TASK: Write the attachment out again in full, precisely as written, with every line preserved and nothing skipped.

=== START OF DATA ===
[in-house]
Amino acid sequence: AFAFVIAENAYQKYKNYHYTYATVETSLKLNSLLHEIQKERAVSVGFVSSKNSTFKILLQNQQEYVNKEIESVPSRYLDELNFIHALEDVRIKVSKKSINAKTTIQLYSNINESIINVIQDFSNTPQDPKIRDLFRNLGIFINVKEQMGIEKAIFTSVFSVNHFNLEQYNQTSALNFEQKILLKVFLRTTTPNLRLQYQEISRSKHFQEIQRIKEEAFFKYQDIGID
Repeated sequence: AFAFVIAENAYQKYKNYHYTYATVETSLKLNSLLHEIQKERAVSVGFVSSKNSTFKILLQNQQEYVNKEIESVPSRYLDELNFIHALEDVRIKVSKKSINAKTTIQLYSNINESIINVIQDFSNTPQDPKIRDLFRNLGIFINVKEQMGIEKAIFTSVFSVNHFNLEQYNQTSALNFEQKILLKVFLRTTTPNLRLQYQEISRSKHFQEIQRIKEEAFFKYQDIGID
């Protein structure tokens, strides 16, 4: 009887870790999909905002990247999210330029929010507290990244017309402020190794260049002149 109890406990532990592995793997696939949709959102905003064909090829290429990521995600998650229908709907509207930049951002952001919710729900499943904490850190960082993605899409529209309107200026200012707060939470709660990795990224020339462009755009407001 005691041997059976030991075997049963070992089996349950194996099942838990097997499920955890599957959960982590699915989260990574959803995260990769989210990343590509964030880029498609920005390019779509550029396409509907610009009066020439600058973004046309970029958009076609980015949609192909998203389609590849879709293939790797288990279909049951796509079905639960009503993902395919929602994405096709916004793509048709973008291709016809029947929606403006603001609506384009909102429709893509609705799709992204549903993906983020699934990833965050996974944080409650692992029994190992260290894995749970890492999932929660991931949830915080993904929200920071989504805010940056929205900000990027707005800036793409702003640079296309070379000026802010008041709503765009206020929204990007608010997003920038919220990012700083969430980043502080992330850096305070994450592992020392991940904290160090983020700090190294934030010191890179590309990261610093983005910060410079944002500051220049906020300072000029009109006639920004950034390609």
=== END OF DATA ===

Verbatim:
[in-house]
Amino acid sequence: AFAFVIAENAYQKYKNYHYTYATVETSLKLNSLLHEIQKERAVSVGFVSSKNSTFKILLQNQQEYVNKEIESVPSRYLDELNFIHALEDVRIKVSKKSINAKTTIQLYSNINESIINVIQDFSNTPQDPKIRDLFRNLGIFINVKEQMGIEKAIFTSVFSVNHFNLEQYNQTSALNFEQKILLKVFLRTTTPNLRLQYQEISRSKHFQEIQRIKEEAFFKYQDIGID
Repeated sequence: AFAFVIAENAYQKYKNYHYTYATVETSLKLNSLLHEIQKERAVSVGFVSSKNSTFKILLQNQQEYVNKEIESVPSRYLDELNFIHALEDVRIKVSKKSINAKTTIQLYSNINESIINVIQDFSNTPQDPKIRDLFRNLGIFINVKEQMGIEKAIFTSVFSVNHFNLEQYNQTSALNFEQKILLKVFLRTTTPNLRLQYQEISRSKHFQEIQRIKEEAFFKYQDIGID
């Protein structure tokens, strides 16, 4: 009887870790999909905002990247999210330029929010507290990244017309402020190794260049002149 109890406990532990592995793997696939949709959102905003064909090829290429990521995600998650229908709907509207930049951002952001919710729900499943904490850190960082993605899409529209309107200026200012707060939470709660990795990224020339462009755009407001 005691041997059976030991075997049963070992089996349950194996099942838990097997499920955890599957959960982590699915989260990574959803995260990769989210990343590509964030880029498609920005390019779509550029396409509907610009009066020439600058973004046309970029958009076609980015949609192909998203389609590849879709293939790797288990279909049951796509079905639960009503993902395919929602994405096709916004793509048709973008291709016809029947929606403006603001609506384009909102429709893509609705799709992204549903993906983020699934990833965050996974944080409650692992029994190992260290894995749970890492999932929660991931949830915080993904929200920071989504805010940056929205900000990027707005800036793409702003640079296309070379000026802010008041709503765009206020929204990007608010997003920038919220990012700083969430980043502080992330850096305070994450592992020392991940904290160090983020700090190294934030010191890179590309990261610093983005910060410079944002500051220049906020300072000029009109006639920004950034390609």